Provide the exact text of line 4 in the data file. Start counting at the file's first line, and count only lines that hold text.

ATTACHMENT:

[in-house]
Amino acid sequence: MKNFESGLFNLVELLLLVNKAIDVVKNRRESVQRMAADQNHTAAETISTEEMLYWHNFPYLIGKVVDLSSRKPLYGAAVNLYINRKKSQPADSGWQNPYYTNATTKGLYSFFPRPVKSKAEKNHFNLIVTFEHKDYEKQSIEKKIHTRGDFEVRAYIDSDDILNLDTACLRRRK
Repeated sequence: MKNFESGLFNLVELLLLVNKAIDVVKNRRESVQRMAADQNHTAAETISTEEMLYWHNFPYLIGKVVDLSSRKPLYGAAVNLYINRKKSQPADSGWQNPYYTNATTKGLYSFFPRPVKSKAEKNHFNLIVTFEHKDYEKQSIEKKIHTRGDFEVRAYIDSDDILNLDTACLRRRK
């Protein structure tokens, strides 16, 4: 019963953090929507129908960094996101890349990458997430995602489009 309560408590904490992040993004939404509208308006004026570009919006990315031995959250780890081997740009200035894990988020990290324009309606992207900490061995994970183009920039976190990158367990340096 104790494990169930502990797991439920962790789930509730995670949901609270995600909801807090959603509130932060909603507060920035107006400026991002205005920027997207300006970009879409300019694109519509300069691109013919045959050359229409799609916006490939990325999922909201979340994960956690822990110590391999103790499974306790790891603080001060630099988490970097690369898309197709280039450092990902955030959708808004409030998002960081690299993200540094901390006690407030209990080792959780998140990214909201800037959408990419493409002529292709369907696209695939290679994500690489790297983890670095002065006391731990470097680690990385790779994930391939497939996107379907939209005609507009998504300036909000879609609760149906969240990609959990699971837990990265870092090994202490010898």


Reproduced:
């Protein structure tokens, strides 16, 4: 019963953090929507129908960094996101890349990458997430995602489009 309560408590904490992040993004939404509208308006004026570009919006990315031995959250780890081997740009200035894990988020990290324009309606992207900490061995994970183009920039976190990158367990340096 104790494990169930502990797991439920962790789930509730995670949901609270995600909801807090959603509130932060909603507060920035107006400026991002205005920027997207300006970009879409300019694109519509300069691109013919045959050359229409799609916006490939990325999922909201979340994960956690822990110590391999103790499974306790790891603080001060630099988490970097690369898309197709280039450092990902955030959708808004409030998002960081690299993200540094901390006690407030209990080792959780998140990214909201800037959408990419493409002529292709369907696209695939290679994500690489790297983890670095002065006391731990470097680690990385790779994930391939497939996107379907939209005609507009998504300036909000879609609760149906969240990609959990699971837990990265870092090994202490010898």